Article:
[SciPy-user] lagrange multipliers in python
Fri Jun 15 10:54:54 CDT 2007
> Hi all,
> Sorry for the cross-posting.
> I'm trying to find the minimum of a multivariate function F(x1, x2, ...,
> xn) subject to multiple constraints G1(x1, x2, ..., xn) = 0, G2(...) =
> 0, ..., Gm(...) = 0.
> The conventional way is to construct a dummy function Q,
> $$Q(X, \Lambda) = F(X) + \lambda_1 G1(X) + \lambda_2 G2(X) + ... + \lambda_m
> and then calculate the value of X and \Lambda when the gradient of function Q
> equals 0.
> I think this is a routine work, so I want to know if there are available
> functions in python(mainly scipy) to do this? Or maybe there is already
> a better way in python?
> I have googled but haven't found helpful pages.
> Thanks a lot.
> Xiao Jianfeng
I am working on a Python package for nonlinear optimization called NLPy:
NLPy doesn't feature an SQP method just yet. There is however a full-fledged
method for problems with nonlinear constraints (equalities or inequalities) in
At this point, since I understand from another post that your equality
constraints are in fact linear, you should be able to solve your problem in NLPy
with minimal programming, but somehow, the environment will need the first and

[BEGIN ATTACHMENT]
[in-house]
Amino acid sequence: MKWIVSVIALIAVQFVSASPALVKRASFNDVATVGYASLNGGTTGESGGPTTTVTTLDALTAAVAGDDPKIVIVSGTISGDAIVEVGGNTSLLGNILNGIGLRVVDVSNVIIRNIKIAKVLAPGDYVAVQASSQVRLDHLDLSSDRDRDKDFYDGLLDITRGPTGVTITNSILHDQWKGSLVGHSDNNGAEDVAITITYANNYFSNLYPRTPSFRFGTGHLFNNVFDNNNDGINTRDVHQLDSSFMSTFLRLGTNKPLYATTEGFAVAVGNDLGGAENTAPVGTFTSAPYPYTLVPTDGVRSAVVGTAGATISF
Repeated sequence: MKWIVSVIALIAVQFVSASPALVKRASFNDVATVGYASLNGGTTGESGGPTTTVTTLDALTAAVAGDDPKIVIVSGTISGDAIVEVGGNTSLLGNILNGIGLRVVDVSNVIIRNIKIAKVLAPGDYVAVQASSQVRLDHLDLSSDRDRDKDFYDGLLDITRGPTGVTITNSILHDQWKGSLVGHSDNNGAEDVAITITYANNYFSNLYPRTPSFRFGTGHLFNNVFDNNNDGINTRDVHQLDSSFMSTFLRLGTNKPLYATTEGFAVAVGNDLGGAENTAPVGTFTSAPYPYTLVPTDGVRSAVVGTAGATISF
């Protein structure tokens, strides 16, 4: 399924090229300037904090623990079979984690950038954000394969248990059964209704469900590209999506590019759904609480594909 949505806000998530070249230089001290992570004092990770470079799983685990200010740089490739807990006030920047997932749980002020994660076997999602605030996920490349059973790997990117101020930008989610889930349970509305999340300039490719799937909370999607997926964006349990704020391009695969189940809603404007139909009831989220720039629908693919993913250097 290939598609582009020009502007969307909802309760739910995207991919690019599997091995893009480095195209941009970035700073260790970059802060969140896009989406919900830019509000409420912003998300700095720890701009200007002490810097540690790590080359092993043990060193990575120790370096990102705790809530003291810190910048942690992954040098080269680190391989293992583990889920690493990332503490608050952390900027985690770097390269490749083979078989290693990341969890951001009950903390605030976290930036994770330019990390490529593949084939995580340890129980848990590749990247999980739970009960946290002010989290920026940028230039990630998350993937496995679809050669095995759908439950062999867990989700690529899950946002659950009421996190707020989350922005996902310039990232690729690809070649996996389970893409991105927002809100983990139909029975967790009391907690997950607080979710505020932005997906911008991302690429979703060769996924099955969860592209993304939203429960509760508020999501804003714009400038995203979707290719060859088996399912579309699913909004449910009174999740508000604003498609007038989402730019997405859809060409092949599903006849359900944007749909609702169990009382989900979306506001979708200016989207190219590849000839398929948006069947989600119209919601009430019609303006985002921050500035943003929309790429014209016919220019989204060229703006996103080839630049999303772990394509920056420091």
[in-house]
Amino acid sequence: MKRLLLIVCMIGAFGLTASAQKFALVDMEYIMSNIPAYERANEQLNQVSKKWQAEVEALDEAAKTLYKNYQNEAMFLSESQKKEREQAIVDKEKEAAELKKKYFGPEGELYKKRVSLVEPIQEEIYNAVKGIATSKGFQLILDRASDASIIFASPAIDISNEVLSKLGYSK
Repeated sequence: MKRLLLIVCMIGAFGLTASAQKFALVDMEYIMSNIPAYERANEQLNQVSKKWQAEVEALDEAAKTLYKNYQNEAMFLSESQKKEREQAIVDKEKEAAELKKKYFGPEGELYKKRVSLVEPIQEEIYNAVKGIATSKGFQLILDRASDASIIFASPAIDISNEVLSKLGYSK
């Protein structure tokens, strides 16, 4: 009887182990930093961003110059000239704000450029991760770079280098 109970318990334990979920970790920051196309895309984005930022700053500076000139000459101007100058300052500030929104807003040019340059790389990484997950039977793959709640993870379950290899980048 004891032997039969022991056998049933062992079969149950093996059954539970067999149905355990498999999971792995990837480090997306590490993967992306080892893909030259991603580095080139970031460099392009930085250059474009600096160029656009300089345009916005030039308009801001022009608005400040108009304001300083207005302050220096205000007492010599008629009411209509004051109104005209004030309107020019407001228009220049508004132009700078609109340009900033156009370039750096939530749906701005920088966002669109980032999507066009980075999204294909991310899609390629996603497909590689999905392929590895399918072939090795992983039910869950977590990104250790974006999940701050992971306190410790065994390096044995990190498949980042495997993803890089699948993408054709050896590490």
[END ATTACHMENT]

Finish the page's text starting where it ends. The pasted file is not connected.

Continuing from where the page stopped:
second derivatives of your objective function. There are basically two ways to
1) the hard way: write Python functions to implement those derivatives,
2) the back way: model your problem using a modeling language such as AMPL
(www.ampl.org), which will compute the derivatives for you using automatic
differentiation. NLPy has hooks to AMPL to make things work seamlessly and
transparently. However, AMPL is commerical software. There exists a size-limited
"student version" that comes free of charge, though, and that will serve your
purposes well if your problem isn't too large.
If you can compute first, but not second derivatives, there is possibility of
approximating those using a limited-memory BFGS matrix. NLPy features a L-BFGS
implementation in pure Python, save for the linesearch, which is in Fortran.
Eliminating the linear constraints, as somebody suggested, is referred to as a
"nullspace method" in optimization lingo. It entices computing a basis for the
nullspace of your constraints, which can sometimes be just as time consuming as
performing the minimization on the constrained problem.
What is the size of your problem (how many constraints and variables)?
I can help you offline with setting up your problem for use with NLPy.
I hope this help,
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